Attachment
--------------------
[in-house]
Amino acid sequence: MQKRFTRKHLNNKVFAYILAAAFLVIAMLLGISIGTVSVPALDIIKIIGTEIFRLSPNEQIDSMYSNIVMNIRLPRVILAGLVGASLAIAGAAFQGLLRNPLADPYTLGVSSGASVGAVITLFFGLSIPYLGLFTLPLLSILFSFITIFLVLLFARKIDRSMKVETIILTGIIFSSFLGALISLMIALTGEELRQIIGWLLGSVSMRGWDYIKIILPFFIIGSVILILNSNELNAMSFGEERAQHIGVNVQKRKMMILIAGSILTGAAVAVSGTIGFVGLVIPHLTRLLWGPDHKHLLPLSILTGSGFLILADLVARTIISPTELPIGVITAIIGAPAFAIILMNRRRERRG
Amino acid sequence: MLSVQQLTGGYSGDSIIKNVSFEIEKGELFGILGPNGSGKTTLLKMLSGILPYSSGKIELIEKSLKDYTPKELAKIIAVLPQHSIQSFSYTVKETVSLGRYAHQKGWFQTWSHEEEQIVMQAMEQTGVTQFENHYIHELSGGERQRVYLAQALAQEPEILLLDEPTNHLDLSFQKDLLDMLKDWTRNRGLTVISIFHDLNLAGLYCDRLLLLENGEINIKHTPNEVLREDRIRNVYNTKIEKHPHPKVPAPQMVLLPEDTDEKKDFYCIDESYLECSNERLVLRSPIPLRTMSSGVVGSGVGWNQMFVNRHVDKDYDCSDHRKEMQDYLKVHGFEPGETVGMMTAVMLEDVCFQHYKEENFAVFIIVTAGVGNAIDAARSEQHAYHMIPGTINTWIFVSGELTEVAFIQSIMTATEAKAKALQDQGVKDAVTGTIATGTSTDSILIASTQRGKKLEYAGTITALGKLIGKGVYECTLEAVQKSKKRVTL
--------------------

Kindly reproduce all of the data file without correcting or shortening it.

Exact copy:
[in-house]
Amino acid sequence: MQKRFTRKHLNNKVFAYILAAAFLVIAMLLGISIGTVSVPALDIIKIIGTEIFRLSPNEQIDSMYSNIVMNIRLPRVILAGLVGASLAIAGAAFQGLLRNPLADPYTLGVSSGASVGAVITLFFGLSIPYLGLFTLPLLSILFSFITIFLVLLFARKIDRSMKVETIILTGIIFSSFLGALISLMIALTGEELRQIIGWLLGSVSMRGWDYIKIILPFFIIGSVILILNSNELNAMSFGEERAQHIGVNVQKRKMMILIAGSILTGAAVAVSGTIGFVGLVIPHLTRLLWGPDHKHLLPLSILTGSGFLILADLVARTIISPTELPIGVITAIIGAPAFAIILMNRRRERRG
Amino acid sequence: MLSVQQLTGGYSGDSIIKNVSFEIEKGELFGILGPNGSGKTTLLKMLSGILPYSSGKIELIEKSLKDYTPKELAKIIAVLPQHSIQSFSYTVKETVSLGRYAHQKGWFQTWSHEEEQIVMQAMEQTGVTQFENHYIHELSGGERQRVYLAQALAQEPEILLLDEPTNHLDLSFQKDLLDMLKDWTRNRGLTVISIFHDLNLAGLYCDRLLLLENGEINIKHTPNEVLREDRIRNVYNTKIEKHPHPKVPAPQMVLLPEDTDEKKDFYCIDESYLECSNERLVLRSPIPLRTMSSGVVGSGVGWNQMFVNRHVDKDYDCSDHRKEMQDYLKVHGFEPGETVGMMTAVMLEDVCFQHYKEENFAVFIIVTAGVGNAIDAARSEQHAYHMIPGTINTWIFVSGELTEVAFIQSIMTATEAKAKALQDQGVKDAVTGTIATGTSTDSILIASTQRGKKLEYAGTITALGKLIGKGVYECTLEAVQKSKKRVTL